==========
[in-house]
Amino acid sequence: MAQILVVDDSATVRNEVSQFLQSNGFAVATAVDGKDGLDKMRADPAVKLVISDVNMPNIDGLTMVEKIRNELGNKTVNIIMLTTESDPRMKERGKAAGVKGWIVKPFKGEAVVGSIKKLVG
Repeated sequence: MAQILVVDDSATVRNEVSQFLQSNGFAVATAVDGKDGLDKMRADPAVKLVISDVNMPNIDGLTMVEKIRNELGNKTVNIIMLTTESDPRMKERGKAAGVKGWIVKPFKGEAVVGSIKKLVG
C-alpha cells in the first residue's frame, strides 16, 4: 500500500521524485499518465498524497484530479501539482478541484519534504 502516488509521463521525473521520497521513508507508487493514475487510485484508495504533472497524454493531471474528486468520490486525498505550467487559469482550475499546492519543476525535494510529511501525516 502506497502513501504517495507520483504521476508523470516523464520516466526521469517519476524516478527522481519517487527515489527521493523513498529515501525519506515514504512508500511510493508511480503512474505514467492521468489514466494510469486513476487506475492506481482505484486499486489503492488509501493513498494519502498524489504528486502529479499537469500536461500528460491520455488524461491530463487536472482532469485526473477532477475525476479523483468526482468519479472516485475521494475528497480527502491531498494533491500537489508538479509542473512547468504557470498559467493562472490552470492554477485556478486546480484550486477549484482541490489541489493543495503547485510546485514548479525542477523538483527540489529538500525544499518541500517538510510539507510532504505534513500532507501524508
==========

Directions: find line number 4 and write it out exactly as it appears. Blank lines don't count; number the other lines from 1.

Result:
C-alpha cells in the first residue's frame, strides 16, 4: 500500500521524485499518465498524497484530479501539482478541484519534504 502516488509521463521525473521520497521513508507508487493514475487510485484508495504533472497524454493531471474528486468520490486525498505550467487559469482550475499546492519543476525535494510529511501525516 502506497502513501504517495507520483504521476508523470516523464520516466526521469517519476524516478527522481519517487527515489527521493523513498529515501525519506515514504512508500511510493508511480503512474505514467492521468489514466494510469486513476487506475492506481482505484486499486489503492488509501493513498494519502498524489504528486502529479499537469500536461500528460491520455488524461491530463487536472482532469485526473477532477475525476479523483468526482468519479472516485475521494475528497480527502491531498494533491500537489508538479509542473512547468504557470498559467493562472490552470492554477485556478486546480484550486477549484482541490489541489493543495503547485510546485514548479525542477523538483527540489529538500525544499518541500517538510510539507510532504505534513500532507501524508